320. Memorandum From Secretary of Commerce Stans to President Nixon1


  • Expansion of U.S. Commercial Relations with East Europe (Including USSR)

I am concerned over the rapid growth of Western Europe’s share of the Eastern Europe market. Japan, starting later, is also increasing its exports rapidly and is already ahead of the United States. Eastern Europe imported $8.5 billion from the free world in 1969. Western Europe’s share was $5.8 billion and Japan’s about $400 million. By contrast, U.S. exports were less than $250 million.

This is the case despite the fact that international trade and commercial relations are usually more stable and enduring than international political relations. It should be possible for us to widen our business relationships with Eastern Europe, despite current difficulties in the broader political sphere, and by doing so strengthen the foundation for progress in political relationships. The token level of our current trade with Eastern Europe convinces me that our trade program with Eastern Europe is outdated and not serving either our political or our economic interests.

An increase in our business with Eastern Europe would directly benefit our economy. Attachment I, which describes our present limitations on the shipment of automotive production equipment to the Soviet Union, illustrates the kind of benefit U.S. industry could gain if it were given access to the Soviet market. Eastern Europe’s markets are no longer negligible, even by U.S. trade standards, and promise to grow steadily. They have a strong appetite for American industrial equipment and technology. But the Western European and Japanese penetration threaten to impose a pattern which may be insurmountable in the absence of present U.S. action. I believe that the United States should now seek a more realistic share of these markets, consistent, of course, with our national security and foreign policy interests.

We accordingly propose to increase our recently initiated drive to enlarge peaceful U.S. trade with East Europe and to encourage the development [Page 825] of joint venture arrangements between American and Eastern European enterprises, along the lines developed by the Scott mission last summer. In the process we will continue our efforts to interest American firms in more active exploration of regional markets, and to encourage the vigorous pursuit of two-way trade opportunities by American exporters and importers. We will simultaneously continue to encourage those countries to identify areas in which they would welcome investment by American manufacturers, and draw these areas to the attention of American firms which might be interested in exploring them. We also plan to raise the number of specialized missions of U.S. industry leaders to develop on-the-spot contacts with potential customers and co-venturers in the region. In cooperation with the U.S. Information Agency, we hope substantially to increase exhibits of U.S. export products through trade fairs in the region. Finally, we intend to work with the State Department to increase the availability of commercial services to U.S. businessmen at our Foreign Service posts in the region.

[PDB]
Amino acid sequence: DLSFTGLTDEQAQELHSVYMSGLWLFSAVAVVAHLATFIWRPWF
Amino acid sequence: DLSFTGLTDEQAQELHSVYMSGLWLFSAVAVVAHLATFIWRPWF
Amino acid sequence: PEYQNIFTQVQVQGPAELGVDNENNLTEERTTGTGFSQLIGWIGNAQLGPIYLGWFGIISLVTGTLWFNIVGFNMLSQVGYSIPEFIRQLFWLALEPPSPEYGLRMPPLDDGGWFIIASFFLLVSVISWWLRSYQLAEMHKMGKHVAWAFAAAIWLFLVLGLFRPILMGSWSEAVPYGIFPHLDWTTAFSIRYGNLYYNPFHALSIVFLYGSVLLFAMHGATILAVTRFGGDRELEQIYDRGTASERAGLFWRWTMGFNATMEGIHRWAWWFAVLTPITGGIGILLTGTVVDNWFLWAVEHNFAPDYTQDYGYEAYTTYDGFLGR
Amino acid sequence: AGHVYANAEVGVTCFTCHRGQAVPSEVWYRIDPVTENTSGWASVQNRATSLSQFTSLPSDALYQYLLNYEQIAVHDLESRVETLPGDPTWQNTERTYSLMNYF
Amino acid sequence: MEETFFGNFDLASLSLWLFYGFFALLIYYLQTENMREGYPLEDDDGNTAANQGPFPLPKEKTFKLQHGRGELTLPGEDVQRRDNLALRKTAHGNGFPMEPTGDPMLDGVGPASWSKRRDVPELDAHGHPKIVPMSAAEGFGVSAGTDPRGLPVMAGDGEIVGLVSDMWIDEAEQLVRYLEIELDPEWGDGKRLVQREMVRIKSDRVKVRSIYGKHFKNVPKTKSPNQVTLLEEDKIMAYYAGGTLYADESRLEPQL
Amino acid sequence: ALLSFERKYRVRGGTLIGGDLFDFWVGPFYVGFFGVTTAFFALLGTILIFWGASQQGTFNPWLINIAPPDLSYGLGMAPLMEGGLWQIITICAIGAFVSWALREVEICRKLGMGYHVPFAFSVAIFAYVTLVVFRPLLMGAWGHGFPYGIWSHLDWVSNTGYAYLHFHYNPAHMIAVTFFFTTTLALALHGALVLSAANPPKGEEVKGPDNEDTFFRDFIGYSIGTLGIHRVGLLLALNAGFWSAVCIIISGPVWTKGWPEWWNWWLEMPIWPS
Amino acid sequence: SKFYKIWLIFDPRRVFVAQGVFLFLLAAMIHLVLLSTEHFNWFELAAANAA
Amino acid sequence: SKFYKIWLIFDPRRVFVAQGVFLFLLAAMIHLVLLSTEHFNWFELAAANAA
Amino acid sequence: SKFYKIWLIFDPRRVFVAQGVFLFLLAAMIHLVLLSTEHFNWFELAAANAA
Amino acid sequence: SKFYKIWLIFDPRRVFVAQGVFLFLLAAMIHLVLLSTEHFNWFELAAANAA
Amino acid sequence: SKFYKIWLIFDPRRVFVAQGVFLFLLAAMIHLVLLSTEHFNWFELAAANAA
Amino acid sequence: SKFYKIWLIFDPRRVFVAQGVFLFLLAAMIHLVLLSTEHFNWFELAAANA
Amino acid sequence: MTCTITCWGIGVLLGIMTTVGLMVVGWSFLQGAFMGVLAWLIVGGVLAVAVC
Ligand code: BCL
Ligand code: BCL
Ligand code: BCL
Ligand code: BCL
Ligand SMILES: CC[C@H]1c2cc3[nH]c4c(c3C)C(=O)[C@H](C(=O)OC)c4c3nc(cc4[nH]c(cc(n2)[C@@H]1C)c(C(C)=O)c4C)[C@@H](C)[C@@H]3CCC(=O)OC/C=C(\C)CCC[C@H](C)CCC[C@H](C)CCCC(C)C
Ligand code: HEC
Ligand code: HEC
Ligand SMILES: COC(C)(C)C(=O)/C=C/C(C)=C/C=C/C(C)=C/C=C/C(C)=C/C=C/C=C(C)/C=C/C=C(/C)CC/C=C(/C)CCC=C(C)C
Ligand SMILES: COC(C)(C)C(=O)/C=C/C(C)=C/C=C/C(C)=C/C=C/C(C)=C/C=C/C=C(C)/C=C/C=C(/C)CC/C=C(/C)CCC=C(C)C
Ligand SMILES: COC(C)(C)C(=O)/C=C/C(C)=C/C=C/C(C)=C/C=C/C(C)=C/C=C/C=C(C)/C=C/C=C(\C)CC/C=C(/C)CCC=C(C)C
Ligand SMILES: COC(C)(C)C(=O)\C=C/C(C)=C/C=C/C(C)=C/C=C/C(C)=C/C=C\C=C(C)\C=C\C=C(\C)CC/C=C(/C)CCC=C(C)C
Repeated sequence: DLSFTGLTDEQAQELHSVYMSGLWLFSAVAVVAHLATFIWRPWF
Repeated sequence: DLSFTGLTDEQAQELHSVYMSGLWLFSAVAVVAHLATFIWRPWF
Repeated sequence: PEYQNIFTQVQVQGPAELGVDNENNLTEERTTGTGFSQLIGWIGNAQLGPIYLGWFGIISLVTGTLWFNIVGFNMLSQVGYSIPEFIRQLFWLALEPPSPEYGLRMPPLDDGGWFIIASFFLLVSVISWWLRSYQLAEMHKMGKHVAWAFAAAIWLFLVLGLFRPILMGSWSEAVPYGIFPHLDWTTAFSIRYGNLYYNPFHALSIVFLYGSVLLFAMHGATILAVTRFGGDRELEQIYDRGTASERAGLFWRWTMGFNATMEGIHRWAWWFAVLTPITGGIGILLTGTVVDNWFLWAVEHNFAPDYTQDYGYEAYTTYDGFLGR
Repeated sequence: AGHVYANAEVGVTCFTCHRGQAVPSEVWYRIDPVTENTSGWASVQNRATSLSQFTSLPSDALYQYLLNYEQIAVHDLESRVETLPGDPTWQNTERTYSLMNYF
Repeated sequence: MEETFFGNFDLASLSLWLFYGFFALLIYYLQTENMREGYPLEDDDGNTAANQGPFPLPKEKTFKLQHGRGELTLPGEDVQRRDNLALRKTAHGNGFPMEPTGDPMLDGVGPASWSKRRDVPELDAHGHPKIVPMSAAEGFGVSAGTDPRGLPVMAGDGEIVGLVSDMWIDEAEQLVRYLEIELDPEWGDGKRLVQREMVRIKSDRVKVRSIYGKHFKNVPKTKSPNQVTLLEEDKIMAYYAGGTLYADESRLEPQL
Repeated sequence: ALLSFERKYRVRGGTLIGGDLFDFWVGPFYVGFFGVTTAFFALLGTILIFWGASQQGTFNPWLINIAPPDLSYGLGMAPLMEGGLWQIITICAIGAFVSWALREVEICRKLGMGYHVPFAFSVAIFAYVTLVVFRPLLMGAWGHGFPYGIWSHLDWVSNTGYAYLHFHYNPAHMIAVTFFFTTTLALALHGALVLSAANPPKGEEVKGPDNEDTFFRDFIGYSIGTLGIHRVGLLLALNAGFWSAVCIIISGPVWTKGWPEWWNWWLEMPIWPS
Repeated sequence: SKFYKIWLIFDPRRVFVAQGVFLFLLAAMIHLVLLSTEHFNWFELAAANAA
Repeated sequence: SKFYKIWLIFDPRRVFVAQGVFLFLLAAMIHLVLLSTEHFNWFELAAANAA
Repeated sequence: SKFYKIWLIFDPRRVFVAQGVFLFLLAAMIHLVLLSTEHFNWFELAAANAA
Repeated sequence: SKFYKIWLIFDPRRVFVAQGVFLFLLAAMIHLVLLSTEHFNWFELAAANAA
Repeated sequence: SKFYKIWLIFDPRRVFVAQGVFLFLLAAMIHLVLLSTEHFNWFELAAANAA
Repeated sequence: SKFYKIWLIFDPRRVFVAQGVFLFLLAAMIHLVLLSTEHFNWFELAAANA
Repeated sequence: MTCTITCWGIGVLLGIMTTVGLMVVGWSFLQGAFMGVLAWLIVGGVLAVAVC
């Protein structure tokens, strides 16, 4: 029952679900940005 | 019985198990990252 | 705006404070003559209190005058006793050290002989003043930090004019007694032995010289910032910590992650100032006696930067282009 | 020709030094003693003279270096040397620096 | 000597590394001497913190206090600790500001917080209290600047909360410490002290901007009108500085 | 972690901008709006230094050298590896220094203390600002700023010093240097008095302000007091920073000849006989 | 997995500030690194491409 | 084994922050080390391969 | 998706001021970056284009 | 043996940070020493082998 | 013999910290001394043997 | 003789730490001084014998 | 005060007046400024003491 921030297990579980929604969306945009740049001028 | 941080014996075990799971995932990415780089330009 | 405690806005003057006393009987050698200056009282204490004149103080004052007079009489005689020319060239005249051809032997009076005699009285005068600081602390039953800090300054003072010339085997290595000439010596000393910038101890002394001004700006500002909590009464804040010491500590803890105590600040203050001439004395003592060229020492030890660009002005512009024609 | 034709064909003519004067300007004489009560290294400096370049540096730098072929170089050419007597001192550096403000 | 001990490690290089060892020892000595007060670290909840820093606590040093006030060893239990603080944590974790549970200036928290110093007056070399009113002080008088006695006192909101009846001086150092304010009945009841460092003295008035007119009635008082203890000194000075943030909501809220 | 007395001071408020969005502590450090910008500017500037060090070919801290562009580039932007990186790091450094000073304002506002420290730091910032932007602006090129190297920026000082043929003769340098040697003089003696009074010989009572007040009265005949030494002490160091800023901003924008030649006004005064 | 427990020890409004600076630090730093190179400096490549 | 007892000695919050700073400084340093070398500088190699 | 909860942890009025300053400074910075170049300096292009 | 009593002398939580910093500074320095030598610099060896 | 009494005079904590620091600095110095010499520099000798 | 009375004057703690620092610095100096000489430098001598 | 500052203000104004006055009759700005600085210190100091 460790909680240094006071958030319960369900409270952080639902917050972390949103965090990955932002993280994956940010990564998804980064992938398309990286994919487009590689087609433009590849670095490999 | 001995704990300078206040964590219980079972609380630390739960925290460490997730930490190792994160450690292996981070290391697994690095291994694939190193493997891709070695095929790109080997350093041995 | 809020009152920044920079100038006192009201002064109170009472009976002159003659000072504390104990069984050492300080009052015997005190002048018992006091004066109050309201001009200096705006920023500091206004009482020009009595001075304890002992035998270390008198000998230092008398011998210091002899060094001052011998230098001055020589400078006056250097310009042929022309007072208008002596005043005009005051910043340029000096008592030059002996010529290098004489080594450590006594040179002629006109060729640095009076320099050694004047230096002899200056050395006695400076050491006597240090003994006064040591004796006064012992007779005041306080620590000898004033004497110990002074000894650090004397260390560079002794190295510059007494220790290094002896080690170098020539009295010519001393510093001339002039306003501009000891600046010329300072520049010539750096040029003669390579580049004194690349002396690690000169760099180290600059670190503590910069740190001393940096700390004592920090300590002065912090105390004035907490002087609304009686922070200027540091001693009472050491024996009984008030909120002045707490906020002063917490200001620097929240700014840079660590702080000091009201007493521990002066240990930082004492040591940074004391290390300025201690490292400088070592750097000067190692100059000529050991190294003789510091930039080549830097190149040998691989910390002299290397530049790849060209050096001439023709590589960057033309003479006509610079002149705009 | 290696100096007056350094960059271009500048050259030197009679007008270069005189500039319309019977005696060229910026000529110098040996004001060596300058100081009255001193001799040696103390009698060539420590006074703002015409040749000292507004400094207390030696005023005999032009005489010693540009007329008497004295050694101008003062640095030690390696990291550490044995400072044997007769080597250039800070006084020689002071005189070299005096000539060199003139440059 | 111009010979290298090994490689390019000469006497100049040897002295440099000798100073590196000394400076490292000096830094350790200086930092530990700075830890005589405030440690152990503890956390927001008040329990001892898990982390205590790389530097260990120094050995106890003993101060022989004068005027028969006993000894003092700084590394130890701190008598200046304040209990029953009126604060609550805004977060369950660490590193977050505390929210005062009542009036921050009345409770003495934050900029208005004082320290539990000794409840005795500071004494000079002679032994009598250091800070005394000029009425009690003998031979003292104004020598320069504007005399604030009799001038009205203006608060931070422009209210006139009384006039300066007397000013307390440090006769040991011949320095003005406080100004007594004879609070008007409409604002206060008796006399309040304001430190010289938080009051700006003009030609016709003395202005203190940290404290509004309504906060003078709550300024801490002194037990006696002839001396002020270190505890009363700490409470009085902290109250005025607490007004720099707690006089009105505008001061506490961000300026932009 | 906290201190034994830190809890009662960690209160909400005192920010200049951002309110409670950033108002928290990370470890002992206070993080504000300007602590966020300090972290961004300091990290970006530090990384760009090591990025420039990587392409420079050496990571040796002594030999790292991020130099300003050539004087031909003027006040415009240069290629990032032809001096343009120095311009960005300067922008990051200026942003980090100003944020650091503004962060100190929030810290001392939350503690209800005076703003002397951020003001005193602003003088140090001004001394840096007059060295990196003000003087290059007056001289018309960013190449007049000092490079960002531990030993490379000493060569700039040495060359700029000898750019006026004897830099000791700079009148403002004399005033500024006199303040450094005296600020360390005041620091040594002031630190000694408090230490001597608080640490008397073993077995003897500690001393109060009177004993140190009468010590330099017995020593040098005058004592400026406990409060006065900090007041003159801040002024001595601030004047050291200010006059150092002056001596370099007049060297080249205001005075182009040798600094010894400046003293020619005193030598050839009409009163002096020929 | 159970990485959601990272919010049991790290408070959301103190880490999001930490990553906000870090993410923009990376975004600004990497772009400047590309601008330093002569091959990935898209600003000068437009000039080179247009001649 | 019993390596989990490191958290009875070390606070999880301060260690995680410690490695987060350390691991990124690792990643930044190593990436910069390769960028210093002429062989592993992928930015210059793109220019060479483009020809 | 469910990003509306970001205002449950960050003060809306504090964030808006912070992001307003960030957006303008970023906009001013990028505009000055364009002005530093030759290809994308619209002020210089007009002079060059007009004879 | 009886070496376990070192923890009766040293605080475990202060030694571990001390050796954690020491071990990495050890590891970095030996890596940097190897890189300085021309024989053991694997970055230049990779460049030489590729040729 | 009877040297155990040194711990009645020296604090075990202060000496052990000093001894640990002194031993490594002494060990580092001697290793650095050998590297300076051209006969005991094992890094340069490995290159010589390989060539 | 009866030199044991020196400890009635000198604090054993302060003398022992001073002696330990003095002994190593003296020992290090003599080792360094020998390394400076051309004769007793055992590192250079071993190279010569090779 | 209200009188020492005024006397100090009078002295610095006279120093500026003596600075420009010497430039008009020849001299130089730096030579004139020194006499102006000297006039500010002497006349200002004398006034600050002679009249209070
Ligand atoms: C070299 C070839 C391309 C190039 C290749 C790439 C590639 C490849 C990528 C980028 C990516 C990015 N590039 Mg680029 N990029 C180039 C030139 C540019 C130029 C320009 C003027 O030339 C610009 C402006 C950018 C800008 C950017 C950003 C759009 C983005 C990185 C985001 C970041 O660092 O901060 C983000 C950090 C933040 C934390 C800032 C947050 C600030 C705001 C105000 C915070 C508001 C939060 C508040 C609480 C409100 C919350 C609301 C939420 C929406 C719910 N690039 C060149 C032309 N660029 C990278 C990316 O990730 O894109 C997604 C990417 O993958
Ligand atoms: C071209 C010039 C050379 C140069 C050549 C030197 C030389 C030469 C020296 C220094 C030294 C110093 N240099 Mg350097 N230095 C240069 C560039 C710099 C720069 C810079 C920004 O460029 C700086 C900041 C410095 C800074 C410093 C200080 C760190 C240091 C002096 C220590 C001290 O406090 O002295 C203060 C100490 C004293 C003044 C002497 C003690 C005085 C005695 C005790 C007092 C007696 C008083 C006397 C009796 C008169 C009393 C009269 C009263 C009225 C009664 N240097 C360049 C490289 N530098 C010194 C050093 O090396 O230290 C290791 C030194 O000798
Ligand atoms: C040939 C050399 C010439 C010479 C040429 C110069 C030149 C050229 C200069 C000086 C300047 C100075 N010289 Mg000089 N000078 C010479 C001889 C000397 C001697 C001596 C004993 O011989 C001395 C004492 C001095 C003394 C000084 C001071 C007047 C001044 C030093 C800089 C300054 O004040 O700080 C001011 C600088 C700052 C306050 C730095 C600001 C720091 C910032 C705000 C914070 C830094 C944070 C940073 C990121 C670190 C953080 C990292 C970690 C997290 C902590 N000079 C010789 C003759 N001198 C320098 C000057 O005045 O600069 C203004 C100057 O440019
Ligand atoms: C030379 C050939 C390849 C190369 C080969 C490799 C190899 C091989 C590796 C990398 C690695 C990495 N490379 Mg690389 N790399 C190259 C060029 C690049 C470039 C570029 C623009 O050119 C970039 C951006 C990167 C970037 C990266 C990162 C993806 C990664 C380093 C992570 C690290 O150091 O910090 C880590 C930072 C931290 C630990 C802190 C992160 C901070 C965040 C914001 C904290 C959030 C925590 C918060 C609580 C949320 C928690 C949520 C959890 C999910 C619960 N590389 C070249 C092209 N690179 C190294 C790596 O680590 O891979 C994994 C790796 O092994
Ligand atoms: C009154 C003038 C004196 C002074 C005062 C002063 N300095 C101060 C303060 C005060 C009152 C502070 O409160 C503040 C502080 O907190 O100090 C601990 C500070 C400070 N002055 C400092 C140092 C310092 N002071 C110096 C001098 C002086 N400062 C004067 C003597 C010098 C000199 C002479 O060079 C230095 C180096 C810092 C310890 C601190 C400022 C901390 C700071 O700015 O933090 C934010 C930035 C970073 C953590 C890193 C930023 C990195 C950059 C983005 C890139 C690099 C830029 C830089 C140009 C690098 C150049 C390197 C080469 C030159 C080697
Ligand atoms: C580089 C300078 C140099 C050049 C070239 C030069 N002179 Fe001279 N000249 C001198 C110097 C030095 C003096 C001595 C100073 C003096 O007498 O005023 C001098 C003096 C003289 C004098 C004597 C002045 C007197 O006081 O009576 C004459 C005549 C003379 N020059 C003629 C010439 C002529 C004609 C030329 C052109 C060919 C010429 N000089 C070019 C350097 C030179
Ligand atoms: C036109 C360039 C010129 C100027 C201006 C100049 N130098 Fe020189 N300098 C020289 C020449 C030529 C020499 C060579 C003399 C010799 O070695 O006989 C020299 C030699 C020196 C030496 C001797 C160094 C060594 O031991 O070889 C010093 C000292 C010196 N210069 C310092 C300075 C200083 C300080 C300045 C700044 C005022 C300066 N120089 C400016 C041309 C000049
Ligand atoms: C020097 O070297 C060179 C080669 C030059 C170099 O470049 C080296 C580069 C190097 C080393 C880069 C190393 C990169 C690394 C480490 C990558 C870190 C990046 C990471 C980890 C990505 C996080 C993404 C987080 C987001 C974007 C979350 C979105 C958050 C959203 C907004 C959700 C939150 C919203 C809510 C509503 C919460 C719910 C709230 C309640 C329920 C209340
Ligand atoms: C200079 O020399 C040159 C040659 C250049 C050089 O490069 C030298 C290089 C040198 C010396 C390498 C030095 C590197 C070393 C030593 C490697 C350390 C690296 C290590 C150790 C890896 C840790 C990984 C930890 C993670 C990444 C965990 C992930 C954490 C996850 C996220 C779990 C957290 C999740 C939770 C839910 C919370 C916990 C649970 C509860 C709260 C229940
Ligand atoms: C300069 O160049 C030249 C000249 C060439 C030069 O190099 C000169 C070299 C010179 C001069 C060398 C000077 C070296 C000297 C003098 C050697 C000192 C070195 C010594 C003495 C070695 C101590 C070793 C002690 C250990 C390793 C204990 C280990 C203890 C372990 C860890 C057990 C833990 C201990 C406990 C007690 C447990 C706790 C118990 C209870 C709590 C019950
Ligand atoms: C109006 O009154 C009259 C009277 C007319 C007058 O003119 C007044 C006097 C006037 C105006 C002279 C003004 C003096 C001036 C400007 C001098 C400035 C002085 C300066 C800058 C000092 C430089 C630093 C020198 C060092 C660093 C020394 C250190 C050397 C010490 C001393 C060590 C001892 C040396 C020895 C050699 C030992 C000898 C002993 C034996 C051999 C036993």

To date these efforts have related primarily to the five countries Mr. Harold B. Scott, Deputy Assistant Secretary of Commerce, visited (Poland, Romania, Czechoslovakia, Hungary, and Bulgaria). But the Soviet Union, which the group did not visit, represents a market larger than those five combined. For this reason, I believe that we should soon consider sending a group like the Scott mission to the Soviet Union to explore in a similar fashion the opportunities for increased two-way trade and the possible receptivity of the Soviet government to an increase in “joint venture” relationships with American firms. An example of the kind of opportunity now emerging is the reported interest of the U.S.S.R. in forming an international consortium to exploit the very large copper deposits in Siberia. This would reportedly involve heavy purchases of mining and transport equipment, to be offset by long-term contracts for marketing the product.